You’re smart. How do I know this? Because you’re reading. You’re not wasting your time watching cat videos on Youtube or “liking” your friends and peers vacation photos on Facebook while deep down you’re jealously thinking, well, look at these…. Well, I guess there is some glass in the house that I live in. Occasionally, I find myself guilty as charged, but we all need a little mindless activity now and then but I digress. For the most part though, I’m convinced that you take action.
Now, before you start patting yourself on the back for being intelligent and motivated, I have some bad news for you. Trading isn’t a good fit for you. You might need to find something else to do or be willing to change the way you think. You got where you are (or where you will soon be) by taking action. Sometimes though, in trading there is little or no action that needs to be taken.
Taking inappropriate action falls into two categories: micromanaging existing positions and doing something where there’s nothing to do.
When you do finally catch that big winner. You feel compelled to lock in the gains. You can’t go broke taking a profit right? Bullshark! That’s how most do go broke. To quote the old commodity adage: “They eat like a bird and defecate like an elephant.” Bad traders take tiny gains and huge losses vs. doing just the opposite. You take action in life but sometimes in trading, you have to sit back and let things work. See last week’s Dave Landry’s The Week In Charts for yet another “Dead Money Report.”
You Make Something Happen, Right?
You look for perfection in life but somehow, you settle for the mediocre in the markets. You try to make something happen in less-than-ideal conditions because that’s what you do. It’s amazing that some of the most successful people, look for perfection in life but settle for mediocrity in the markets. Again, you take action. Sometimes, the best new action is no new action. This isn’t easy for those who take control of their lives.
What’s That Beeping Noise?
Here’s a secret from my stock section course: Stop trading stocks that look like electrocardiograms. Seriously, if you’re looking at a chart and you here “beep beep beep” in your head then it’s probably not a stock that you should be trading. Ask yourself, is this stock in a bona fide trend or emerging trend? Does it bounce around or does it tend to persist in one direction and generally trade “cleanly?” Yes, I spent another 13 hours and 55 minutes discussing how to pick the best stocks but if you just seriously look at your potential setups and ask yourself these questions you’re well on your way. You’re welcome! Just missing one bad trade will pay for the course many times over (oops, did I go too far in my soft selling of my Stock Selection Course? Hurry sale ends today!).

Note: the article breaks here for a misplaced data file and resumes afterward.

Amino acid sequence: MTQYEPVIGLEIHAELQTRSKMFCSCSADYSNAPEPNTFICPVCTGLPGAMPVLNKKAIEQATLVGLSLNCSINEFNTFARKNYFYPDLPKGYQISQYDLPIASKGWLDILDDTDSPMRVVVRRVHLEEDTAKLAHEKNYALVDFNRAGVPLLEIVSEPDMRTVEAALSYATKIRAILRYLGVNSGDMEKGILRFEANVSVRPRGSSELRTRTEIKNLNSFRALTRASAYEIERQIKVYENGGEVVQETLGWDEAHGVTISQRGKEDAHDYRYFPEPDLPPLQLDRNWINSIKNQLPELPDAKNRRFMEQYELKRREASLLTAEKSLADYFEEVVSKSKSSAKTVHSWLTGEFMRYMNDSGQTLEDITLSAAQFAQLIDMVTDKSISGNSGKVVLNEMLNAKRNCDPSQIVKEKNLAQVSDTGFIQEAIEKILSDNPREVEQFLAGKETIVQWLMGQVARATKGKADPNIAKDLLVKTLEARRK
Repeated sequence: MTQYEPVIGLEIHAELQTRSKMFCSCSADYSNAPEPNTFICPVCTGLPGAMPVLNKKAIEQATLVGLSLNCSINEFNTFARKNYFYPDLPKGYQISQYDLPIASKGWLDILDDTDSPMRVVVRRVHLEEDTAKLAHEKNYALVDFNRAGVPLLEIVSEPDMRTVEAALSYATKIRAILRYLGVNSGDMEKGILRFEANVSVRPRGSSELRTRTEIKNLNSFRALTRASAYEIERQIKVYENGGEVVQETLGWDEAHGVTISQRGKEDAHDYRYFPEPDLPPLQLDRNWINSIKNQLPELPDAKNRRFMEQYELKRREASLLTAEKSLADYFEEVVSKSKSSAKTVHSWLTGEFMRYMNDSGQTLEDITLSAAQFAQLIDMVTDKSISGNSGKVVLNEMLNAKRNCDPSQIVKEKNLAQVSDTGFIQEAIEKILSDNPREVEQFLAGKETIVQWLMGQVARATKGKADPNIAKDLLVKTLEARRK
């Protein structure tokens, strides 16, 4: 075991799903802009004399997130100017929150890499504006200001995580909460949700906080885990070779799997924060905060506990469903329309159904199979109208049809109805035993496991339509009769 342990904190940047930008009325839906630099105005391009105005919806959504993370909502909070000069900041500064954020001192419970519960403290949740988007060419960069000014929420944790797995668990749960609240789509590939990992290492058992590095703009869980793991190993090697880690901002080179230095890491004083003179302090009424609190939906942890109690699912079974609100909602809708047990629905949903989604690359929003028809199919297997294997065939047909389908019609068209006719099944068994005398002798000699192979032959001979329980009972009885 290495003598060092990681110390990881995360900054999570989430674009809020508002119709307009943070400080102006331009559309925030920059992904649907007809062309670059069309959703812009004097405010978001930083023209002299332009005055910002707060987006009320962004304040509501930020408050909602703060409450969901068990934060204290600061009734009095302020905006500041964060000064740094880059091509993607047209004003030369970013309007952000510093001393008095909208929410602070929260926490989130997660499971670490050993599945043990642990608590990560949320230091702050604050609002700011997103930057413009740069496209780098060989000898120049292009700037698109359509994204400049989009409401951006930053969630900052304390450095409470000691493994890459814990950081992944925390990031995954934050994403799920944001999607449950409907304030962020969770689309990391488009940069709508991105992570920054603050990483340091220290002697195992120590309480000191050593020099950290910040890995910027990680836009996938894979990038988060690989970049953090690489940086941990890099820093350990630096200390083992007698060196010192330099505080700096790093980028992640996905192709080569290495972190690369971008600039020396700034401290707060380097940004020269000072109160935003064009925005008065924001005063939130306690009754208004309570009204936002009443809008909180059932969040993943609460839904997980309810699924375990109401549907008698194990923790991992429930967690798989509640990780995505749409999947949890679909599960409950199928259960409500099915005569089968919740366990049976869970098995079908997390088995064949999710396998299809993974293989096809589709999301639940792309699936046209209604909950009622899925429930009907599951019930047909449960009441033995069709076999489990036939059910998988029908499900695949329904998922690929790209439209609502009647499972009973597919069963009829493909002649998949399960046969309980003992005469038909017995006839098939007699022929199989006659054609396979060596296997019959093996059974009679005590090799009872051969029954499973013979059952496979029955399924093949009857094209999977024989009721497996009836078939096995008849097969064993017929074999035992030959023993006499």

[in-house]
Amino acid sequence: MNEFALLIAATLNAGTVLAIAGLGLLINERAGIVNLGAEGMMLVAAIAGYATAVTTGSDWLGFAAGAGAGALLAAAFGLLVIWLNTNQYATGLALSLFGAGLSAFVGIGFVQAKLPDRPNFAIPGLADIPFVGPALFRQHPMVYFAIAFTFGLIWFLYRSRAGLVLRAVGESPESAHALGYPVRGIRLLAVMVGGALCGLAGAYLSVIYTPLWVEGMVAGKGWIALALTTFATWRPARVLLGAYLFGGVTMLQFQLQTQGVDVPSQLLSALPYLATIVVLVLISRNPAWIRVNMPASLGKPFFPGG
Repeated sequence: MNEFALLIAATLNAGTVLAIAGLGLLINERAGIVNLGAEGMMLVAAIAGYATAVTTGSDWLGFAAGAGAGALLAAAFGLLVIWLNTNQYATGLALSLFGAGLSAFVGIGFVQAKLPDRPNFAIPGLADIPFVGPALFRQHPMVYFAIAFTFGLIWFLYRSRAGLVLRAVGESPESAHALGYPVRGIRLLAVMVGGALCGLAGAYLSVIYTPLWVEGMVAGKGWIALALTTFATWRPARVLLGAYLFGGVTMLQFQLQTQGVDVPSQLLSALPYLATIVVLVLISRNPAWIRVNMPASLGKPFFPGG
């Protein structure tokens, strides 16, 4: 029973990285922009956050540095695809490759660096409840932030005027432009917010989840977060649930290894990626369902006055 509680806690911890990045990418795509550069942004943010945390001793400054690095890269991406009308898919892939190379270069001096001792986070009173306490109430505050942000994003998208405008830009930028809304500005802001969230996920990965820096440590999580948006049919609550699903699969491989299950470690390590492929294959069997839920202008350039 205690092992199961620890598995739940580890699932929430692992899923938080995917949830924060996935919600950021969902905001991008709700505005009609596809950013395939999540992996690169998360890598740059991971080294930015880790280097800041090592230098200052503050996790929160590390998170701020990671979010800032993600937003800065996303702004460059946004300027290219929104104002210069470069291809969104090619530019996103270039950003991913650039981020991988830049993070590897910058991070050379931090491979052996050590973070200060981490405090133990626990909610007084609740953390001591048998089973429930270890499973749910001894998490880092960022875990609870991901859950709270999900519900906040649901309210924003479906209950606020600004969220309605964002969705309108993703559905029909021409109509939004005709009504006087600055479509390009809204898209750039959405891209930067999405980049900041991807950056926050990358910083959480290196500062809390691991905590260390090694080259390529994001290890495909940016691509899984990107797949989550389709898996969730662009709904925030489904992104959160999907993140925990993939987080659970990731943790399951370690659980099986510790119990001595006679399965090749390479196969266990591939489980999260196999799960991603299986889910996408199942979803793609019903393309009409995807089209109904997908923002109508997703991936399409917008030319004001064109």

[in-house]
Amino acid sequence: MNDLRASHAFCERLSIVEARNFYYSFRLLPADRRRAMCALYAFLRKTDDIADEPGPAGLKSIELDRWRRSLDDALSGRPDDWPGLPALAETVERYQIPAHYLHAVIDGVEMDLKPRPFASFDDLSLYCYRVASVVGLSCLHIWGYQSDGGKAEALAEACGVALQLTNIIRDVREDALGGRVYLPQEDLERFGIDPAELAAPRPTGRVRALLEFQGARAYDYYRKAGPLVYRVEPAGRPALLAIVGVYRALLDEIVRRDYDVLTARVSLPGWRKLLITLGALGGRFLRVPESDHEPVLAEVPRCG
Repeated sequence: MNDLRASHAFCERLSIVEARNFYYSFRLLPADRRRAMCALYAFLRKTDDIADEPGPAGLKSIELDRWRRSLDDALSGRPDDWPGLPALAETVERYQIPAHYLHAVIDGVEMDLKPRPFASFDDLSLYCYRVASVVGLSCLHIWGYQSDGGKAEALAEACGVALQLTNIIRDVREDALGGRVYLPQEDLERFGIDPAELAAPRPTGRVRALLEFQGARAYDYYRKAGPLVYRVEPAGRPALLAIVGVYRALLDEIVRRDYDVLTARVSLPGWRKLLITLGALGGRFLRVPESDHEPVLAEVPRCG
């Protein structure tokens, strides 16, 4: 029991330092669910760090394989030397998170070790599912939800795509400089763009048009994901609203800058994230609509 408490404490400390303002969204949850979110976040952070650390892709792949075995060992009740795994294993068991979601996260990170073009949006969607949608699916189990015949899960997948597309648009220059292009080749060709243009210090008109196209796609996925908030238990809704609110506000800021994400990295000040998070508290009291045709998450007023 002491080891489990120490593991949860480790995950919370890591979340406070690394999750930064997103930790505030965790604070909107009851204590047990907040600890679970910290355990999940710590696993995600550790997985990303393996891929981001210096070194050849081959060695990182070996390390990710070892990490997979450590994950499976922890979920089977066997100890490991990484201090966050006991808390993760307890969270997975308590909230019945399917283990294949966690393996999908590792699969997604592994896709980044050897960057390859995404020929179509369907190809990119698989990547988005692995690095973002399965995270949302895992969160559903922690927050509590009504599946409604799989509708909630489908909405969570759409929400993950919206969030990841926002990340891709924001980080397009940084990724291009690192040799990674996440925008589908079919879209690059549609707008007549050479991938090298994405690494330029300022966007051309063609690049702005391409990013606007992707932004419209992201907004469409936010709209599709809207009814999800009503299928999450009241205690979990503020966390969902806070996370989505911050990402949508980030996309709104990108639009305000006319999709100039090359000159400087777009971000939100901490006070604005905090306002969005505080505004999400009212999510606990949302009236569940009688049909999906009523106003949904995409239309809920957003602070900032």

But How Do You Know Something Is Trending?
I’m often asked to quantify trends specifically. How long? How much must it move? How do I know? Well, as I often preach, it’s not rocket science. As always, look at a market on a “net net” basis. Ask yourself, where was yesterday?, last week?, last month?, last quarter? and so forth….
Let’s use the Ps (S&P 500) as our poster child here. They haven’t made much progress since last Thanksgiving. Further, they are actually below where they were trading back in February. If you ever lose your way. Just draw some arrows on your chart. On the back of my business card I have the 3 trends clearly defined.
This serves as a constant reminder for me to not try to look smart and just follow along. That plus being called a trend following moron 15-years ago also helps.
I like to draw big blue arrows on my charts. Why blue? No reasoning other than my first paint program defaulted to blue. Now, before I digress too far, if the big blue arrow of the overall market is pointing sideways then you better make darn sure that you really really like a setup before putting capital into harm’s way. Pick the best and leave the rest. Don’t worry, I’m not going to soft sell the stock section course any more.
To The Markets
As mentioned above, the Ps (S&P 500) remains stuck in a range. True, the long long term big blue arrow still points higher but unfortunately, they haven’t made much progress in many months. Shorter-term, their climb back to their old highs seems to be pausing.
Ditto for the Quack (Nasdaq).
Although off its best levels, the Rusty (IWM) still had an okay day. Unfortunately though, it still remains closer to the bottom of its trading range so it has its work cut out for it.
The sector action is the good, the bad, and the ugly.
The good is that some remain at or near new highs. These include: Drugs, Foods, Health Services, Insurance, Leisure, Materials & Construction, Retail.
The bad is that many like Banks and Durables remain sideways at best like the market itself.
And, the ugly is that many such as Chemicals, Conglomerates, Non Durables, The Semis, Energy, Manufacturing, Metals & Mining, Transports, and Automotive remain in bona fide downtrends.
So What Do We Do?
If you made it this far then you probably know what I’m going to say. Stay selective as long as the market remains in an intermediate-term sideways range. In my Core Trading Service, I’m actually recommending that no new setups should be taken today. Imagine that-paying a guy to tell you to do nothing. Well, I’m not going to blow smoke and try to “invent a trade.*” Doing the right thing—nothing, is difficult when you are successful in life. Now, you want to trade? Do the right thing.
Best of luck with your trading today!
*“Don’t intent trades.” Peter Mauthe